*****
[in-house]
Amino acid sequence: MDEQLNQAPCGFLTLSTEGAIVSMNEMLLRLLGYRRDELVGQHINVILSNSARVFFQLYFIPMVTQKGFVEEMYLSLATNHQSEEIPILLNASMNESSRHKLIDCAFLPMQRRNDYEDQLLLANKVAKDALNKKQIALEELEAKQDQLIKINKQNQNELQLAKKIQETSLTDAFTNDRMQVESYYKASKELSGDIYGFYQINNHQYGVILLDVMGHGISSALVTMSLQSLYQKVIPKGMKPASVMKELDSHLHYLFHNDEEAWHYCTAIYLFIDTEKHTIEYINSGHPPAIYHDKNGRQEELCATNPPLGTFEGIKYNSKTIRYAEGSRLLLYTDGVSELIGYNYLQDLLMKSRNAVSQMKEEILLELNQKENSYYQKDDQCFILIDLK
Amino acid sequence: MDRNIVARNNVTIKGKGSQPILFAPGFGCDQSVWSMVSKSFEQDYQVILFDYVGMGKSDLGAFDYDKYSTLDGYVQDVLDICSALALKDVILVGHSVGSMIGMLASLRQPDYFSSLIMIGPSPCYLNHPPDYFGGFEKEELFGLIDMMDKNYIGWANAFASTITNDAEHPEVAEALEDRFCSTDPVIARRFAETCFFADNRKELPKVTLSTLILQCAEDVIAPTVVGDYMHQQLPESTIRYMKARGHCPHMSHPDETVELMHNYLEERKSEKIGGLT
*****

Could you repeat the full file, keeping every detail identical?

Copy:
[in-house]
Amino acid sequence: MDEQLNQAPCGFLTLSTEGAIVSMNEMLLRLLGYRRDELVGQHINVILSNSARVFFQLYFIPMVTQKGFVEEMYLSLATNHQSEEIPILLNASMNESSRHKLIDCAFLPMQRRNDYEDQLLLANKVAKDALNKKQIALEELEAKQDQLIKINKQNQNELQLAKKIQETSLTDAFTNDRMQVESYYKASKELSGDIYGFYQINNHQYGVILLDVMGHGISSALVTMSLQSLYQKVIPKGMKPASVMKELDSHLHYLFHNDEEAWHYCTAIYLFIDTEKHTIEYINSGHPPAIYHDKNGRQEELCATNPPLGTFEGIKYNSKTIRYAEGSRLLLYTDGVSELIGYNYLQDLLMKSRNAVSQMKEEILLELNQKENSYYQKDDQCFILIDLK
Amino acid sequence: MDRNIVARNNVTIKGKGSQPILFAPGFGCDQSVWSMVSKSFEQDYQVILFDYVGMGKSDLGAFDYDKYSTLDGYVQDVLDICSALALKDVILVGHSVGSMIGMLASLRQPDYFSSLIMIGPSPCYLNHPPDYFGGFEKEELFGLIDMMDKNYIGWANAFASTITNDAEHPEVAEALEDRFCSTDPVIARRFAETCFFADNRKELPKVTLSTLILQCAEDVIAPTVVGDYMHQQLPESTIRYMKARGHCPHMSHPDETVELMHNYLEERKSEKIGGLT